Title

Grissom Site (45KT301) Inter- and Intra-Site Comparisons of Stone Tool Technology and Function Through Time

Presenter Information

Anne Vassar

Document Type

Oral Presentation

Location

SURC 140

Start Date

16-5-2013

End Date

16-5-2013

Abstract

Research into Columbia Plateau precontact settlement and subsistence patterns has largely focused on Columbia River pithouse villages. As part of a Farrell Scholarship research project I explored an upland plateau site by analyzing the lithics from five excavation units at the Grissom Site located in Kittitas County. I tested two hypotheses: that there is functional differentiation across the Grissom Site; and that those functional differences are both similar and different when compared to other sites. Using stone tool classifications based on previously published Plateau research, I analyzed 525 stone tools. After classifying the tools, an intra-site comparison was conducted to determine if there were differential use areas at the site. Six accelerator mass spectrometry (AMS) radiocarbon dates from bone were obtained to determine the site’s timing and duration of use. All dates place the site within the Cayuse Phase (2,500 B.P. to the historic period). After completing classification and obtaining AMS dates, I conducted an intersite comparison with three other Plateau sites from the same time period. The Grissom Site displays functional differentiation in stone tools across space. The same activities took place at the same locations within the site through time. Activity at the site as a whole was focused on resource extraction and processing, and creation and maintenance of stone tools. The hypothesis that the Grissom Site is regionally unique remains untested as sufficient data for comparison was lacking. Of the three comparison sites, the Grissom Site most closely resembled pithouse villages in the Chief Joseph Reservoir area.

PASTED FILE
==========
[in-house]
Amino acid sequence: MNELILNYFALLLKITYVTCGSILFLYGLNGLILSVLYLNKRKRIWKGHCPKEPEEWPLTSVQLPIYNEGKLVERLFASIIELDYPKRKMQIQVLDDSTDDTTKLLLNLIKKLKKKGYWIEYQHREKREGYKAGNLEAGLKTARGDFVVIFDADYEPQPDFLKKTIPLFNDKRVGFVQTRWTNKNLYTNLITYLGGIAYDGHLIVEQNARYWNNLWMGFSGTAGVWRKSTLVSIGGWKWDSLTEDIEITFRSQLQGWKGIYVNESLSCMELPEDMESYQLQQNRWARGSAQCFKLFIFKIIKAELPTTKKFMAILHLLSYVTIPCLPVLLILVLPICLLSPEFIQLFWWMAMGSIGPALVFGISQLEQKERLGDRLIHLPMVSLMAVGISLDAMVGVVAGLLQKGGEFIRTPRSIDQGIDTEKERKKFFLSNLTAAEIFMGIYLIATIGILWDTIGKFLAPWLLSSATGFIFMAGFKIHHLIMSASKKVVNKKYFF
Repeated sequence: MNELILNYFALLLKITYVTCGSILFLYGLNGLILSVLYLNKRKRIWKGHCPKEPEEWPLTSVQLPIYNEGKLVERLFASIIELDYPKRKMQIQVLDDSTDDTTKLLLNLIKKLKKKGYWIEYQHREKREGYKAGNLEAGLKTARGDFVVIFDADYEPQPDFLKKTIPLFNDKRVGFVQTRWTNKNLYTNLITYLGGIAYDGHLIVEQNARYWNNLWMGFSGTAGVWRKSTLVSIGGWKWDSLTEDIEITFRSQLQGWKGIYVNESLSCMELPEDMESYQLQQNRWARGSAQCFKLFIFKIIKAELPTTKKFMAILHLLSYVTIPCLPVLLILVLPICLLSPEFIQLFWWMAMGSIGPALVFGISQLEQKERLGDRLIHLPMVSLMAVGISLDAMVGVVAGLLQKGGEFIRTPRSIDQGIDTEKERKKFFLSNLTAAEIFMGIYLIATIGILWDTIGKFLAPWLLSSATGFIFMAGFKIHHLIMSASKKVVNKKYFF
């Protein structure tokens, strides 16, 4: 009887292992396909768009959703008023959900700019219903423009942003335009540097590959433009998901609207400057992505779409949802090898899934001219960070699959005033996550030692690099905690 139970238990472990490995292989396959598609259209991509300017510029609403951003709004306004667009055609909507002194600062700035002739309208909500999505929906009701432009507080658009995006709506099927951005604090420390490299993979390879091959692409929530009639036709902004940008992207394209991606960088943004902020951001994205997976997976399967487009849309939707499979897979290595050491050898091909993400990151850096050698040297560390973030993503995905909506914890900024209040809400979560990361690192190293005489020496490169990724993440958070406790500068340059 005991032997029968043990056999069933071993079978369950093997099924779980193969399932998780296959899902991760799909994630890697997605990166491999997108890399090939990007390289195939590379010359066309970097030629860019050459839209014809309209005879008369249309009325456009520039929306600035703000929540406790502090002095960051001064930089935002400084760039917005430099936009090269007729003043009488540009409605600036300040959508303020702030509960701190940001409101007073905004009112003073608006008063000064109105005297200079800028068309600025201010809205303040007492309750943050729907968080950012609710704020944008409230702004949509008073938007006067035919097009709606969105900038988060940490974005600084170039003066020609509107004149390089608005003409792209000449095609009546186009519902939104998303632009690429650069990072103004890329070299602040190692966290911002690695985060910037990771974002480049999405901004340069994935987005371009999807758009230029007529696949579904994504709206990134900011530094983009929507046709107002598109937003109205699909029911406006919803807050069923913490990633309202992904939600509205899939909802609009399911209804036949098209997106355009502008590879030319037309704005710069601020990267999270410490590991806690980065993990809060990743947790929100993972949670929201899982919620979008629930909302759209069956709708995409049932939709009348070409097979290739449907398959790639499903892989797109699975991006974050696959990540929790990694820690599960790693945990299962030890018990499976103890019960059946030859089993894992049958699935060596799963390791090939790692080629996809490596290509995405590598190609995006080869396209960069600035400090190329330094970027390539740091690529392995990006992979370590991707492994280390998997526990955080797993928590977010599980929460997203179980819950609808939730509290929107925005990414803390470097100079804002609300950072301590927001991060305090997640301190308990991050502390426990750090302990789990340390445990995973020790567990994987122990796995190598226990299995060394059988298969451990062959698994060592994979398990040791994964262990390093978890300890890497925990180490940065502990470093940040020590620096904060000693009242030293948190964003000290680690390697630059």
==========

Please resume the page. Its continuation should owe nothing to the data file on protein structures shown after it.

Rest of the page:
Faculty Mentor(s)

Patrick McCutcheon

Additional Mentoring Department

Anthropology

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May 16th, 3:40 PM May 16th, 4:00 PM

Grissom Site (45KT301) Inter- and Intra-Site Comparisons of Stone Tool Technology and Function Through Time

SURC 140

Research into Columbia Plateau precontact settlement and subsistence patterns has largely focused on Columbia River pithouse villages. As part of a Farrell Scholarship research project I explored an upland plateau site by analyzing the lithics from five excavation units at the Grissom Site located in Kittitas County. I tested two hypotheses: that there is functional differentiation across the Grissom Site; and that those functional differences are both similar and different when compared to other sites. Using stone tool classifications based on previously published Plateau research, I analyzed 525 stone tools. After classifying the tools, an intra-site comparison was conducted to determine if there were differential use areas at the site. Six accelerator mass spectrometry (AMS) radiocarbon dates from bone were obtained to determine the site’s timing and duration of use. All dates place the site within the Cayuse Phase (2,500 B.P. to the historic period). After completing classification and obtaining AMS dates, I conducted an intersite comparison with three other Plateau sites from the same time period. The Grissom Site displays functional differentiation in stone tools across space. The same activities took place at the same locations within the site through time. Activity at the site as a whole was focused on resource extraction and processing, and creation and maintenance of stone tools. The hypothesis that the Grissom Site is regionally unique remains untested as sufficient data for comparison was lacking. Of the three comparison sites, the Grissom Site most closely resembled pithouse villages in the Chief Joseph Reservoir area.